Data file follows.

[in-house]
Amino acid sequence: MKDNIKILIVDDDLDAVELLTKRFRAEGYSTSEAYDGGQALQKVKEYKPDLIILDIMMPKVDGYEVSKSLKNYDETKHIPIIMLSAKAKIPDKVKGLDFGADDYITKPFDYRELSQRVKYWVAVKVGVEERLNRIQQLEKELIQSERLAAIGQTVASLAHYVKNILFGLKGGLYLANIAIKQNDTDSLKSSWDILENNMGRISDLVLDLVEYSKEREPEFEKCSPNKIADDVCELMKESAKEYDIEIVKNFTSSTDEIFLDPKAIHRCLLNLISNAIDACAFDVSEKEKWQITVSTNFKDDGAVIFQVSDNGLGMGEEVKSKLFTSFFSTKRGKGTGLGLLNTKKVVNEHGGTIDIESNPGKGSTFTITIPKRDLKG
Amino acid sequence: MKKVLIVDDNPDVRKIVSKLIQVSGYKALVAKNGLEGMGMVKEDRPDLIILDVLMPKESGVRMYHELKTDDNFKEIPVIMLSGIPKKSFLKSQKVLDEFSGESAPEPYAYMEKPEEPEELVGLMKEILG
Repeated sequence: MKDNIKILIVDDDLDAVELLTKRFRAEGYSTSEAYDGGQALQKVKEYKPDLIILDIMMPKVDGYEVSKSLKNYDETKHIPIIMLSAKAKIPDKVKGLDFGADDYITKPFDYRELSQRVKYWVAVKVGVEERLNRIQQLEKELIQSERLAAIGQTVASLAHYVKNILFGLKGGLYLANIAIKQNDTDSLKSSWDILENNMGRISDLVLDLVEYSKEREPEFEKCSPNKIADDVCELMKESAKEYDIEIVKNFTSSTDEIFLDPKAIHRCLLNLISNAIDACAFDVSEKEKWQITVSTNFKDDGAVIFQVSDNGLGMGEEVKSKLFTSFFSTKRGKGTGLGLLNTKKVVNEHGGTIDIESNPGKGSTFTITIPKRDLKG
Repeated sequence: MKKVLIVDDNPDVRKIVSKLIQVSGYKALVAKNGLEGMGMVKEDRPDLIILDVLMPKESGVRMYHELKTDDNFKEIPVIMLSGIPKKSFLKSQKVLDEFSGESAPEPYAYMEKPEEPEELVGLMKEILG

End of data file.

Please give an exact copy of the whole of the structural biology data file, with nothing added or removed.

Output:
[in-house]
Amino acid sequence: MKDNIKILIVDDDLDAVELLTKRFRAEGYSTSEAYDGGQALQKVKEYKPDLIILDIMMPKVDGYEVSKSLKNYDETKHIPIIMLSAKAKIPDKVKGLDFGADDYITKPFDYRELSQRVKYWVAVKVGVEERLNRIQQLEKELIQSERLAAIGQTVASLAHYVKNILFGLKGGLYLANIAIKQNDTDSLKSSWDILENNMGRISDLVLDLVEYSKEREPEFEKCSPNKIADDVCELMKESAKEYDIEIVKNFTSSTDEIFLDPKAIHRCLLNLISNAIDACAFDVSEKEKWQITVSTNFKDDGAVIFQVSDNGLGMGEEVKSKLFTSFFSTKRGKGTGLGLLNTKKVVNEHGGTIDIESNPGKGSTFTITIPKRDLKG
Amino acid sequence: MKKVLIVDDNPDVRKIVSKLIQVSGYKALVAKNGLEGMGMVKEDRPDLIILDVLMPKESGVRMYHELKTDDNFKEIPVIMLSGIPKKSFLKSQKVLDEFSGESAPEPYAYMEKPEEPEELVGLMKEILG
Repeated sequence: MKDNIKILIVDDDLDAVELLTKRFRAEGYSTSEAYDGGQALQKVKEYKPDLIILDIMMPKVDGYEVSKSLKNYDETKHIPIIMLSAKAKIPDKVKGLDFGADDYITKPFDYRELSQRVKYWVAVKVGVEERLNRIQQLEKELIQSERLAAIGQTVASLAHYVKNILFGLKGGLYLANIAIKQNDTDSLKSSWDILENNMGRISDLVLDLVEYSKEREPEFEKCSPNKIADDVCELMKESAKEYDIEIVKNFTSSTDEIFLDPKAIHRCLLNLISNAIDACAFDVSEKEKWQITVSTNFKDDGAVIFQVSDNGLGMGEEVKSKLFTSFFSTKRGKGTGLGLLNTKKVVNEHGGTIDIESNPGKGSTFTITIPKRDLKG
Repeated sequence: MKKVLIVDDNPDVRKIVSKLIQVSGYKALVAKNGLEGMGMVKEDRPDLIILDVLMPKESGVRMYHELKTDDNFKEIPVIMLSGIPKKSFLKSQKVLDEFSGESAPEPYAYMEKPEEPEELVGLMKEILG